Every character in this movie besides maybe comic relief character Kyouji Ida has a dream, an ideal they want to achieve, and each of them fails in that dream. Chiyoko obviously never meets the man who gave her that key. Genya, in turn, never even gets to profess his love to Chiyoko, Eiko views Chiyoko as an obstacle keeping her from starring roles, Otaki’s marriage to her is based on a lie, and so on down the line. On the face of it, that makes for a pretty depressing movie. However, I said the principal theme was futility, and futility requires one extra ingredient: In the face of a hopeless situation, the futility comes from knowing it’s hopeless, and that’s really what matters here. That’s the twist that Millennium Actress throws at people, that they all know.

Now, this may seem contrary to the actual text of the movie. After all, the only ones who knew exactly when and how the man with the key died are Genya and the man who killed him, something Genya only reveals privately to Ida (and the audience) later. But I counter that argument with the final conversation, where Chiyoko talks about finding the man with the key in the afterlife. She knew he was already dead by then, and it didn’t matter. Why? Because that willful ignorance is more fun or, to use a more positive term, that suspension of disbelief, is more fun.

This is what I mean when I say I want any viewers I encourage to see this movie to know about it going in. That’s why I audibled to that specific term, one that has a history of use in media criticism. The audience can probably guess from moment one what “the key used to unlock the most important thing in the world” is, just as Chiyoko can. But it’s more fun to treat it as a MacGuffin, a thing the plot needs to keep moving forward. It’s not special until the audience makes it so. Is the lie worth it? I mean, yeah, this is one of my favorite movies.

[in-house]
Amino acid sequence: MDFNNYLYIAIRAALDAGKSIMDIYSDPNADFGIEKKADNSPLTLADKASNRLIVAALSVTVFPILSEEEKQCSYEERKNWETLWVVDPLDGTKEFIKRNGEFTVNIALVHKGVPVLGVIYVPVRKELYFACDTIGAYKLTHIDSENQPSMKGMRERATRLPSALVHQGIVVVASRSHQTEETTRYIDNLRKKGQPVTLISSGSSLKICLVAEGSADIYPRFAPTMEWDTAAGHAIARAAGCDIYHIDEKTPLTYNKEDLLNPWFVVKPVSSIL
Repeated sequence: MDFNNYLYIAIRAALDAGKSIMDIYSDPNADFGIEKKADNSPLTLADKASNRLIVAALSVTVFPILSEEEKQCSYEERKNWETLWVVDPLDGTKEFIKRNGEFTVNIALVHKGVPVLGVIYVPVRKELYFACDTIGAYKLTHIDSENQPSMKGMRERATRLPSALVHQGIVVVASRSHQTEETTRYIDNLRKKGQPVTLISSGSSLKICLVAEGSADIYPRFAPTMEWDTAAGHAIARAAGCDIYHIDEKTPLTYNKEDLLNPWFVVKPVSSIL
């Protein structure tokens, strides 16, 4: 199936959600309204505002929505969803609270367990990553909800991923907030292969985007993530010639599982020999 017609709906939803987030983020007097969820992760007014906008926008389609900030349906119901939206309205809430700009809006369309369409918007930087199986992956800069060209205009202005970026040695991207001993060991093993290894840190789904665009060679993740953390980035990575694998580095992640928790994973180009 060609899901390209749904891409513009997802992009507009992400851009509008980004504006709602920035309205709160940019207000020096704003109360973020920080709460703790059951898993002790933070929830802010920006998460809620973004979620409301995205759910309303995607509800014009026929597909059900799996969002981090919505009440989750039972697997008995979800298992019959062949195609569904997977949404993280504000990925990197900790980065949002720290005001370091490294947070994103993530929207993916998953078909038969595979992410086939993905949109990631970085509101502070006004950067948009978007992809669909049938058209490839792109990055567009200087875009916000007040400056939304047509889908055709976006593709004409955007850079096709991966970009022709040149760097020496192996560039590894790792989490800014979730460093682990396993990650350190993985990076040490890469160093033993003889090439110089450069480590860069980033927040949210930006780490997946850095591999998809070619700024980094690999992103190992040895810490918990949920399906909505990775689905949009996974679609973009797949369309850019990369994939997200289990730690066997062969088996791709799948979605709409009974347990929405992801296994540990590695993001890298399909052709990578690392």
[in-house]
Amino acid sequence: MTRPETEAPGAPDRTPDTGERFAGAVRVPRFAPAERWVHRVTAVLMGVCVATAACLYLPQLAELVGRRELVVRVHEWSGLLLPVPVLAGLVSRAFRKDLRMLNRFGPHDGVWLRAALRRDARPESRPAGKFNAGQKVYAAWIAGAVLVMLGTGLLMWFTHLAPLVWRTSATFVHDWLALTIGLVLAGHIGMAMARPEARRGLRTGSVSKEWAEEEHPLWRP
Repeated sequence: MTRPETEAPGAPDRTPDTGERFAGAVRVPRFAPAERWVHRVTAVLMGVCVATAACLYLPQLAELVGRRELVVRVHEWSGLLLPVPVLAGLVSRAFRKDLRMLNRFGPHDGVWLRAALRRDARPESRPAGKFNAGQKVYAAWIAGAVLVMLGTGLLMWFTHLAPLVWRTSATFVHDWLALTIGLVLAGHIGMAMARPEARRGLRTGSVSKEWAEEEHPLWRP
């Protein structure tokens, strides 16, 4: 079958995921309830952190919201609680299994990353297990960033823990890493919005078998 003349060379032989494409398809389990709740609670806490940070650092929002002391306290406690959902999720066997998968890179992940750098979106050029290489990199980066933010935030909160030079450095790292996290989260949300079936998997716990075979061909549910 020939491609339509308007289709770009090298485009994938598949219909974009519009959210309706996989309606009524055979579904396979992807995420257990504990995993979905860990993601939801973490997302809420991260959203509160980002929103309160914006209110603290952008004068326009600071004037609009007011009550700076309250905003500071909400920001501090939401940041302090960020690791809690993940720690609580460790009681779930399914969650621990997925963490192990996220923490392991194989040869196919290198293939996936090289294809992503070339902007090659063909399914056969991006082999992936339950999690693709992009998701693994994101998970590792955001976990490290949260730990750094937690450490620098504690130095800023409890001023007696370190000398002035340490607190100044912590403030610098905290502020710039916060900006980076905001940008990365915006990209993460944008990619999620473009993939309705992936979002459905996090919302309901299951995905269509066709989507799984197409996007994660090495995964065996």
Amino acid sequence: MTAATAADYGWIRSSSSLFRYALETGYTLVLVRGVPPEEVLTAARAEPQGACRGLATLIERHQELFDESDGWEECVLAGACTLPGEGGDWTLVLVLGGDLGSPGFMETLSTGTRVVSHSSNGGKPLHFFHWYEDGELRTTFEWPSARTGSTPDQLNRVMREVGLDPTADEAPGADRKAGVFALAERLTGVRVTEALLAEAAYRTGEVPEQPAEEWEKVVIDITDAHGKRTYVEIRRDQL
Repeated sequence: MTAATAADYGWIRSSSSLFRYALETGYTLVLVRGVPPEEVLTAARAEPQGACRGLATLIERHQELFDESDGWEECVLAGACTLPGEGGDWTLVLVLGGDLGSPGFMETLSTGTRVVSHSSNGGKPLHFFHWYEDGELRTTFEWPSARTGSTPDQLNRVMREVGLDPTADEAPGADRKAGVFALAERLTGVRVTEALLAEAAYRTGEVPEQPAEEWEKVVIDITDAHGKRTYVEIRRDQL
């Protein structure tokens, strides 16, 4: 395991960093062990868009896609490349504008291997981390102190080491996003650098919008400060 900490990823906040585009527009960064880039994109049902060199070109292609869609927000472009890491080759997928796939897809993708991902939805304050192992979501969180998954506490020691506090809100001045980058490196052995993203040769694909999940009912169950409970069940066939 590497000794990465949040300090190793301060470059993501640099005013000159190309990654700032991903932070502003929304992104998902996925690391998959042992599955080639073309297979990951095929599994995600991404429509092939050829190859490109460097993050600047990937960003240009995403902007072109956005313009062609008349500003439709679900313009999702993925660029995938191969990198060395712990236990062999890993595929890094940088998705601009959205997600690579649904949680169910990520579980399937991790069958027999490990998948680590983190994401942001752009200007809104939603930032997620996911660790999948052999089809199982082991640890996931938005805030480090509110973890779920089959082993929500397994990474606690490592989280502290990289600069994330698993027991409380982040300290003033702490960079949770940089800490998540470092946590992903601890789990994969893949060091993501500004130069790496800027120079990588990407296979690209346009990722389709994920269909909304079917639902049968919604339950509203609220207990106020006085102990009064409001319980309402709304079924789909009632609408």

“These things are still worth doing.” Yes, it’s one of those blog posts again. Part of me wonders why we keep running into this theme. I assure you, it’s not intentional. This one falls more closely to a sub-category that we haven’t quite explored on the blog, though: Why would you watch this knowing that it doesn’t end the way you want? Why would you want to experience the futility that I’ve already told you is there waiting for you by the end?

There are two common answers to this. The first is simply that of catharsis. This is the argument that says that we do these things to experience the emotion in a safe space -- in the case of movies, a dark, hopefully silent room. I may have been a blubbering mess by the end of Millennium Actress, but I knew I would be, and, to be honest, it was a good cry. To provide the second reason, and perhaps the more thematically cohesive one in this case, I’m going to point to another piece of media, this time a musical called Hadestown, which was written by Anais Mitchel and directed by Rachel Chavkin. Now, the story in Hadestown is literally that of Orpheus and Eurydice with a sprinkling of Hades’ kidnap of Persephone thrown in there for good measure. I can’t spoil these, they’re literally older than the written word. The show asks this question of itself, though, in its opening and closing numbers. “It’s a sad song,” sings Hermes. “It’s a sad tale -- it’s a tragedy!” And the question is answered, “We’re gonna sing it anyway […] Maybe it’ll turn out well this time.”